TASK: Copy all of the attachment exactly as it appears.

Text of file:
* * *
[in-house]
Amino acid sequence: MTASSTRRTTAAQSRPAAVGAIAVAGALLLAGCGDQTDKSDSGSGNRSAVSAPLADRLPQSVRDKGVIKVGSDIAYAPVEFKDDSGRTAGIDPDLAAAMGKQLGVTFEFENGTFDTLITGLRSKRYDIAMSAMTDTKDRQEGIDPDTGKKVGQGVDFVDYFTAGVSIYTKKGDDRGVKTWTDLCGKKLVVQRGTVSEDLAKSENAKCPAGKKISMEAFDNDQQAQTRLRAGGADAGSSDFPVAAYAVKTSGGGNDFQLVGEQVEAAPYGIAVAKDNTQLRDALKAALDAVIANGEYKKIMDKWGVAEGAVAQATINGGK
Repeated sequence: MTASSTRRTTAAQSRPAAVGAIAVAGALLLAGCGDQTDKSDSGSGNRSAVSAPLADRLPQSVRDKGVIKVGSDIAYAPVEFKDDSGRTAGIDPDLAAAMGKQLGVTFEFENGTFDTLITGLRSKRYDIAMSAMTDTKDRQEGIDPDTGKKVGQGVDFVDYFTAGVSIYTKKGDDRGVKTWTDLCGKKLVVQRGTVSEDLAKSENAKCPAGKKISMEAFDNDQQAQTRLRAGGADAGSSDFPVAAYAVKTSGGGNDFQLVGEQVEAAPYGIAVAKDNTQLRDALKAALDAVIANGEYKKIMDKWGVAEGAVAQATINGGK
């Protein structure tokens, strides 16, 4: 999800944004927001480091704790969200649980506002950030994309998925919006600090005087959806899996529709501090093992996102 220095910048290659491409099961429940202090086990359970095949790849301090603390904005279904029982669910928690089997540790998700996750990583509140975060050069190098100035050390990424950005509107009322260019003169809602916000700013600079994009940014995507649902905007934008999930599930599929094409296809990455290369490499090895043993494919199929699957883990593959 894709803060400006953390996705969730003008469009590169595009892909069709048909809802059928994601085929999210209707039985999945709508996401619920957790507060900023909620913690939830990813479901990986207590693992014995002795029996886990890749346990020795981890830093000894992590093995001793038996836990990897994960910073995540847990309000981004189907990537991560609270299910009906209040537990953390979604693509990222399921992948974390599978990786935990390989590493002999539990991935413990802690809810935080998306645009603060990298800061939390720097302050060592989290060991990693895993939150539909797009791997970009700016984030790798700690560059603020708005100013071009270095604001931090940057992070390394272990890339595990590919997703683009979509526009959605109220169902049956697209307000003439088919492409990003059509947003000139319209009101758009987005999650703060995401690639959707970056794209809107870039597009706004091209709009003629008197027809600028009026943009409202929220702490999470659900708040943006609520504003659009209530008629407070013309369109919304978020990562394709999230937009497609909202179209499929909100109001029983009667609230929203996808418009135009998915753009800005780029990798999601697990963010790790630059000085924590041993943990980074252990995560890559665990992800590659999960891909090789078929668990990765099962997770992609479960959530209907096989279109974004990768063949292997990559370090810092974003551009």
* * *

[in-house]
Amino acid sequence: MTASSTRRTTAAQSRPAAVGAIAVAGALLLAGCGDQTDKSDSGSGNRSAVSAPLADRLPQSVRDKGVIKVGSDIAYAPVEFKDDSGRTAGIDPDLAAAMGKQLGVTFEFENGTFDTLITGLRSKRYDIAMSAMTDTKDRQEGIDPDTGKKVGQGVDFVDYFTAGVSIYTKKGDDRGVKTWTDLCGKKLVVQRGTVSEDLAKSENAKCPAGKKISMEAFDNDQQAQTRLRAGGADAGSSDFPVAAYAVKTSGGGNDFQLVGEQVEAAPYGIAVAKDNTQLRDALKAALDAVIANGEYKKIMDKWGVAEGAVAQATINGGK
Repeated sequence: MTASSTRRTTAAQSRPAAVGAIAVAGALLLAGCGDQTDKSDSGSGNRSAVSAPLADRLPQSVRDKGVIKVGSDIAYAPVEFKDDSGRTAGIDPDLAAAMGKQLGVTFEFENGTFDTLITGLRSKRYDIAMSAMTDTKDRQEGIDPDTGKKVGQGVDFVDYFTAGVSIYTKKGDDRGVKTWTDLCGKKLVVQRGTVSEDLAKSENAKCPAGKKISMEAFDNDQQAQTRLRAGGADAGSSDFPVAAYAVKTSGGGNDFQLVGEQVEAAPYGIAVAKDNTQLRDALKAALDAVIANGEYKKIMDKWGVAEGAVAQATINGGK
């Protein structure tokens, strides 16, 4: 999800944004927001480091704790969200649980506002950030994309998925919006600090005087959806899996529709501090093992996102 220095910048290659491409099961429940202090086990359970095949790849301090603390904005279904029982669910928690089997540790998700996750990583509140975060050069190098100035050390990424950005509107009322260019003169809602916000700013600079994009940014995507649902905007934008999930599930599929094409296809990455290369490499090895043993494919199929699957883990593959 894709803060400006953390996705969730003008469009590169595009892909069709048909809802059928994601085929999210209707039985999945709508996401619920957790507060900023909620913690939830990813479901990986207590693992014995002795029996886990890749346990020795981890830093000894992590093995001793038996836990990897994960910073995540847990309000981004189907990537991560609270299910009906209040537990953390979604693509990222399921992948974390599978990786935990390989590493002999539990991935413990802690809810935080998306645009603060990298800061939390720097302050060592989290060991990693895993939150539909797009791997970009700016984030790798700690560059603020708005100013071009270095604001931090940057992070390394272990890339595990590919997703683009979509526009959605109220169902049956697209307000003439088919492409990003059509947003000139319209009101758009987005999650703060995401690639959707970056794209809107870039597009706004091209709009003629008197027809600028009026943009409202929220702490999470659900708040943006609520504003659009209530008629407070013309369109919304978020990562394709999230937009497609909202179209499929909100109001029983009667609230929203996808418009135009998915753009800005780029990798999601697990963010790790630059000085924590041993943990980074252990995560890559665990992800590659999960891909090789078929668990990765099962997770992609479960959530209907096989279109974004990768063949292997990559370090810092974003551009």